Do you get nervous before your gigs?


Yes, majorly, although I am learning to cope better which I guess comes with the exposure of doing it more regularly and building my confidence on the decks. I've had full on meltdowns in the hours before playing and those moments really did make me question if I was cut out for it. I'm a very private person, so putting myself out there is something I'm still coming to terms with. If it wasn't for Aidan, I would have given up already. He's been a great mentor in that respect and is probably my biggest fan.


Do you have a set that stands out in your head as a favourite? Not all gigs go well sadly, maybe the vibe is dead, maybe no one shows up, have you had any gigs you would like to forget?


I have a few favourites, my set at Warm Up Festival on The Annex last year was amazing. Running a festival and being a DJ at the same time is a lot, but those two hours on that stage just drowned out all of the outside noise an stress. The crowd was so up for it, it was a stunning evening in the forest and out of nowhere a whole bunch of 'We Love Muther' signs popped up on the dance floor. It was a beautiful, life affirming moment for me. Last summer we also did a Warm Up day party at The Cause, which is a venue and organisation I love. I was playing mid-afternoon, it was a beautiful day in a wicked location and I remember that being the first time that it felt like everything flowed for me and the vibe was care-free and easy.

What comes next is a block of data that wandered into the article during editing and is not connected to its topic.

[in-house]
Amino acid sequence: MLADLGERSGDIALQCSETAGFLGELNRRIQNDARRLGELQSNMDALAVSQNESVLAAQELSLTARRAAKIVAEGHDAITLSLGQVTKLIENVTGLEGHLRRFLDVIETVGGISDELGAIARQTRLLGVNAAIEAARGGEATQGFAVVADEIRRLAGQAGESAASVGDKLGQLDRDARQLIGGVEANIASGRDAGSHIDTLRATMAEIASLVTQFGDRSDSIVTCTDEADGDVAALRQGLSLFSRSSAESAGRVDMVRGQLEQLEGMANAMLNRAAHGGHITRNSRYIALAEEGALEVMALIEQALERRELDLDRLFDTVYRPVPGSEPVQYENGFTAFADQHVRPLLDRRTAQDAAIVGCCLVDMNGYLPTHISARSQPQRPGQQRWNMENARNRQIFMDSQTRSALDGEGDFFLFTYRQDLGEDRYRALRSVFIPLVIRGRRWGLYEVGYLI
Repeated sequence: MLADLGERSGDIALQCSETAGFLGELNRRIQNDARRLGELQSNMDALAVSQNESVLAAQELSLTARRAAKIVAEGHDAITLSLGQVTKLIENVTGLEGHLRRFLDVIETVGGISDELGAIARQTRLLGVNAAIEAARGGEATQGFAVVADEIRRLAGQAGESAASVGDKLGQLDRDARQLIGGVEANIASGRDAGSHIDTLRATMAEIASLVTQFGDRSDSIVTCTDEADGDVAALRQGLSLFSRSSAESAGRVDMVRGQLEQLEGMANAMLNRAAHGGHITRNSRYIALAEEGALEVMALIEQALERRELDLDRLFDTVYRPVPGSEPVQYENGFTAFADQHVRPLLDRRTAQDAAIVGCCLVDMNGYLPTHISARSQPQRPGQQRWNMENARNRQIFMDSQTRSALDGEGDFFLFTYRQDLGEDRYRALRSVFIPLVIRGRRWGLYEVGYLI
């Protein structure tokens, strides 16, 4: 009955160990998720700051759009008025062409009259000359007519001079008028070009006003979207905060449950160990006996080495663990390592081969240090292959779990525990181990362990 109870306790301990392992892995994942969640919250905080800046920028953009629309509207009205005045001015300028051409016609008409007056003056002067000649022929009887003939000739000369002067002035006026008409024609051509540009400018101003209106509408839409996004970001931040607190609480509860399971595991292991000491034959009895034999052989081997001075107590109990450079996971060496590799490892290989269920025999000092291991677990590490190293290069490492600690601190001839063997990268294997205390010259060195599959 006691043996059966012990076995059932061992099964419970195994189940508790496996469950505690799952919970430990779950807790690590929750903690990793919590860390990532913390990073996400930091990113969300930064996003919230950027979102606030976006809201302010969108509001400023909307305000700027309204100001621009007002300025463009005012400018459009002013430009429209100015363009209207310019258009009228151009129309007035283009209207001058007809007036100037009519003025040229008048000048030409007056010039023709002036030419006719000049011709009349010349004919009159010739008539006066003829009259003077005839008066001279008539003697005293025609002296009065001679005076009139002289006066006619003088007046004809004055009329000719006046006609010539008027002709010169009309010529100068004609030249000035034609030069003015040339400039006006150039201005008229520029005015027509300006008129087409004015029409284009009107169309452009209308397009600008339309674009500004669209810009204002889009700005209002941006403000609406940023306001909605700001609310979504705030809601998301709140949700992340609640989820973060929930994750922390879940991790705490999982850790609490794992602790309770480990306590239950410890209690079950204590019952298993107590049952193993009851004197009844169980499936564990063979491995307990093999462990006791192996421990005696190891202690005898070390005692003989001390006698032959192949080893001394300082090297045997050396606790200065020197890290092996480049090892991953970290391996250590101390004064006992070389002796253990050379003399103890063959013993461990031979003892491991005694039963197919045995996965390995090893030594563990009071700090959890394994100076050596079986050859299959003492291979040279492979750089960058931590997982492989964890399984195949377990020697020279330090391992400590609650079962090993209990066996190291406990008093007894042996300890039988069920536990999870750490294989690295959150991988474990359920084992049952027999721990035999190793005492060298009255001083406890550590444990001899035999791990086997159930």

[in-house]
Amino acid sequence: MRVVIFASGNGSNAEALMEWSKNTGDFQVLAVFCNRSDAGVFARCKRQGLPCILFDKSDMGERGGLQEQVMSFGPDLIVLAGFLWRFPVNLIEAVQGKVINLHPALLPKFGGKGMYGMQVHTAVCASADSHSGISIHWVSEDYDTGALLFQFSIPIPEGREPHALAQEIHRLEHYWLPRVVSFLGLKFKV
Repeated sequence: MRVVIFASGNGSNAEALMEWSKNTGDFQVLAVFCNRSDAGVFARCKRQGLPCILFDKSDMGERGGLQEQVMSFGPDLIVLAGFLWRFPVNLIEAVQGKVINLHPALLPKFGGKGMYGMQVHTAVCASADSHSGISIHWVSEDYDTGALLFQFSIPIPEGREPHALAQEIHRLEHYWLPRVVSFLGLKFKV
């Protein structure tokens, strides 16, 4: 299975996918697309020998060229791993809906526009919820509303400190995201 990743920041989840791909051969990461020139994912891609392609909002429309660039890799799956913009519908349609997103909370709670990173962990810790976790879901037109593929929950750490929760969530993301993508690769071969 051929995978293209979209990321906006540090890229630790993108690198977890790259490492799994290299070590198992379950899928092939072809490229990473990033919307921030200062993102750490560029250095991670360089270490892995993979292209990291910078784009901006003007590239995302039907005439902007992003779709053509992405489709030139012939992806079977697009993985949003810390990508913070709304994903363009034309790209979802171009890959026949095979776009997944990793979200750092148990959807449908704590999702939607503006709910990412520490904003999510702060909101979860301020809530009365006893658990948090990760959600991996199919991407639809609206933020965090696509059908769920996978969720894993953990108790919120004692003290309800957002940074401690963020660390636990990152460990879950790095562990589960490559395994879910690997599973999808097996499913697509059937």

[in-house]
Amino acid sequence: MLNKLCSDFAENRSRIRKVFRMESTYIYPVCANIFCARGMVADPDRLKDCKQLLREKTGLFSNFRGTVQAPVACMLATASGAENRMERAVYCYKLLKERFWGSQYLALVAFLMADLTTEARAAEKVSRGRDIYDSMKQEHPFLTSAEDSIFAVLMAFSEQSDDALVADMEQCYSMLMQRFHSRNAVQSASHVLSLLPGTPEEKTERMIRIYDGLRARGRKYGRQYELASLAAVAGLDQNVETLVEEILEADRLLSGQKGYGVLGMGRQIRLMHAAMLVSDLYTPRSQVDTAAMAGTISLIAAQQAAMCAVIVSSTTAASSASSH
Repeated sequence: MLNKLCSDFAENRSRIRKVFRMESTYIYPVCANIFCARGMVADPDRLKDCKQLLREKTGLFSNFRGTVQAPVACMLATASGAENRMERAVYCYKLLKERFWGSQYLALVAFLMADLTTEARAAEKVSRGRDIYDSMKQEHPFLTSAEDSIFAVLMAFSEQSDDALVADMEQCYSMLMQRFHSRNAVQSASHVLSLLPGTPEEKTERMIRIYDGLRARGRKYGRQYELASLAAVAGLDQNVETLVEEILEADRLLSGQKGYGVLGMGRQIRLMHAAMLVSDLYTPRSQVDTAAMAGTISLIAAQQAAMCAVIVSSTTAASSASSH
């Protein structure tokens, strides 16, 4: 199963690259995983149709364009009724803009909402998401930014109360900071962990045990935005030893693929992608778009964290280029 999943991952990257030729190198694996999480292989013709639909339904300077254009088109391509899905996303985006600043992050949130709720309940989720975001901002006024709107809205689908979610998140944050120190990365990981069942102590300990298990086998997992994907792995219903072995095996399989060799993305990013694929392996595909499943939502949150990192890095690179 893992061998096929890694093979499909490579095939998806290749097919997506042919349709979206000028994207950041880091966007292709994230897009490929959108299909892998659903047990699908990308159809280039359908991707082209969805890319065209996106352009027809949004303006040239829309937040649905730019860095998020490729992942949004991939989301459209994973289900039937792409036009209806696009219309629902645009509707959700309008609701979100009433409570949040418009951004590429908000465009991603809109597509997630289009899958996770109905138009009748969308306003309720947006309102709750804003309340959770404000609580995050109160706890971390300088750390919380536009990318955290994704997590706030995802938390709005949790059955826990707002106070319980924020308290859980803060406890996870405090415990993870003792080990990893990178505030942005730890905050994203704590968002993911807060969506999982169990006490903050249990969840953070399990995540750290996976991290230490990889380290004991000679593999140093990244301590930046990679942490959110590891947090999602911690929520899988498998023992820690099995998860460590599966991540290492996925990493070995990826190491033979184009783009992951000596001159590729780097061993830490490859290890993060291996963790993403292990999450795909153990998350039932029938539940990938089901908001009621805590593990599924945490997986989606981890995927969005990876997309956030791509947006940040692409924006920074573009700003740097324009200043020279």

And in contrast, yeh I've definitely got a gig I'd rather forget! It was a couple of years ago, I was invited to play at a gig in Hackney and my inexperience got the better of me. The set up was just not what I was used to and it brought on this huge cascade of anxiety. It actually triggered a flashback to a painful childhood memory that I had suppressed for a long time, and it was kind of a revelatory experience because I realised that moment when I was 6 years old is the root cause of all my stage-related anxiety, and why I have an almost constant voice in my head telling me I'm not good enough. The room started spinning and my body just shut down, I guess I was having a panic attack, and I had to leave after playing just a few tracks. Thankfully the promoter was really understanding and because I'd only been on for ten minutes the last DJ was still hanging around and very happy to jump on for me. Fortunately, I had another gig a week later, which at the time was my biggest gig to date playing at Village Underground, and so I was forced back on the horse straight away. That gig went really well and reaffirmed my love for doing it again. But yeh, I constantly have to overcome this deep-rooted memory that has totally shaped who I am, how I see myself and how I operate, in a big way. Enough time has passed since that gig for me to understand it was a really important experience, however mortifying, because I understand myself a lot more. But yeh, this childhood memory continues to be something I battle every time I play, and each time a set goes well it feels like a big 'fuck you' to that internal voice for a little while.